The Supreme Court (SC), has recently put to rest a much debated issue regarding the claim for depreciation by charitable / religious institutions (Institutions) on assets.

Under Section 11 of the Income Tax Act, 1961 (Act), income of an Institution derived from property held under trust wholly for charitable or religious purposes, is not included in the total income of the Institution, to the extent that such income is applied for charitable or religious purposes, or is accumulated or set aside for such purposes, subject to certain conditions.

The Tax Authorities have, on certain occasions disallowed claims for depreciation on the assets of such Institutions, on the basis that once the capital expenditure to acquire assets is treated as the application of income for charitable purposes, the Institutions had virtually enjoyed a 100% write-off of the cost of assets. Therefore, the grant of depreciation would amount to giving double benefit to such Institutions.

Holding in favour of the Institutions, the SC disagreed with the above view, and upheld the decision of the Bombay High Court (Bombay HC) in the case of Commissioner of Income Tax v. Institute of Banking Personnel Selection (IBPS), ([2003] 264 ITR 110 (Bombay)) wherein it was held that the income of an Institution was to be computed on commercial principles, after providing for allowance for normal depreciation.


Rajasthan and Gujarati Charitable Foundation Poona (Taxpayer) is a charitable institution registered under Section 12A of the Act. In accordance with Section 11(1)(a) of the Act, the entire expenditure incurred by the Taxpayer for the acquisition of capital assets was treated as, ‘application of income for charitable purposes’. The claim for depreciation on these assets, was allowed by the jurisdictional High Court against which the Tax Authorities were in appeal before the SC.

Decision of the SC

The SC noted that several High Courts across the country had decided the issue in favour of Institutions by relying on the decision of Institute of Banking Personnel Selection (IBPS) (supra). The Bombay HC in that case had based its decision on Commissioner of Income Tax v. Munisuvrat Jain, (1994 Tax Law Reporter, 1084) another decision of the Bombay HC, wherein the taxpayer was a registered public charitable trust that derived income from a temple property that belonged to the trust. The taxpayer claimed depreciation on such property and furniture, and the question before the Bombay HC was whether depreciation could be denied to the taxpayer, since the expenditure on acquisition of assets had been treated as application of income in the year of acquisition of the assets. The Bombay HC, in its judgment highlighted that, while Section 11 of the Act provides for computation of income of Institutions from the property held for charitable or religious purposes, and for the application and accumulation of income, Section 28 of the Act deals with chargeability of income from profits and gains of business. The Bombay HC also noted that Section 29 provides for calculation of such income in accordance with Sections 30 to 43C of the Act.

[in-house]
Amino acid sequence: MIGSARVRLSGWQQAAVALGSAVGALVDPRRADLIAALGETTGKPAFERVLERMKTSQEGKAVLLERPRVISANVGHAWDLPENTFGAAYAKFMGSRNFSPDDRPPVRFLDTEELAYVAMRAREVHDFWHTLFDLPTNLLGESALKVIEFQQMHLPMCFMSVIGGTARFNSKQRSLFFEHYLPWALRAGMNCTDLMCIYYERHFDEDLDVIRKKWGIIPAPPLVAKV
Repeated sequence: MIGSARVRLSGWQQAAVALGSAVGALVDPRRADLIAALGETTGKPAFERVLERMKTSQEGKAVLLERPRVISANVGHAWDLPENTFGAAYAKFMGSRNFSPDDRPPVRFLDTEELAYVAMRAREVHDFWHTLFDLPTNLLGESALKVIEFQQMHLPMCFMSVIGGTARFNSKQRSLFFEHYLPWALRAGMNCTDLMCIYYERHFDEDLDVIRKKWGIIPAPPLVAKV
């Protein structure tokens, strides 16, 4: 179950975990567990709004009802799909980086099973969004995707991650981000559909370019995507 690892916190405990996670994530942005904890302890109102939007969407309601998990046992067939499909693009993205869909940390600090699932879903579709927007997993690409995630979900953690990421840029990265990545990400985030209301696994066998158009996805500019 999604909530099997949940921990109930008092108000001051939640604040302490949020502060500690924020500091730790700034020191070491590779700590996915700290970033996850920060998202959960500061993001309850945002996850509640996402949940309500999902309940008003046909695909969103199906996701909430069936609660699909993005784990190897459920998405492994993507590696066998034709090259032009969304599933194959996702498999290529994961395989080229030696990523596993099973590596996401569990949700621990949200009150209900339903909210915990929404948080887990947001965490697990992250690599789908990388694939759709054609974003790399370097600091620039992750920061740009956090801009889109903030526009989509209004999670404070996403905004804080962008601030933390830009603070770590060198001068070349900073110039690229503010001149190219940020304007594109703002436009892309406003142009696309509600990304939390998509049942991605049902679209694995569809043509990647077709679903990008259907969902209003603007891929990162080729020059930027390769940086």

Thereafter, the Bombay HC laid down that even though Section 32 of the Act (which provides for depreciation for computation of income derived from business or profession) is not applicable to an Institution since it does not carry on business, the income of an Institution derived from building, plant and machinery, and furniture was liable to be computed in a normal commercial manner under Section 11 of the Act, based on commercial principles, and after providing for allowance for normal depreciation, and deduction of the depreciation from gross income of the Institution. Accordingly, it was held that, normal depreciation could be considered as a legitimate deduction in computing the real income of the taxpayer on general principles, or under Section 11(1)(a) of the Act.

The SC held that the view taken by the Bombay HC correctly states the principles of law and found no reason to interfere with the decision.

The SC also took note of and confirmed the prospective nature of Section 11(6) of the Act (introduced with effect from Assessment Year 2015-16) which clarifies that income of an Institution would be calculated without provision for any depreciation or deduction in relation to an asset that has been acquired by the Institution.


The deduction of depreciation from various sources of income by an Institution, effectively reduces the amount of income that an Institution is mandatorily required to spend towards its objectives. This gives Institutions the ability to build their corpus. Therefore, this decision of the SC is a welcome one, as it settles the position regarding claims for depreciation by Institutions, and shall prevent avoidable litigation.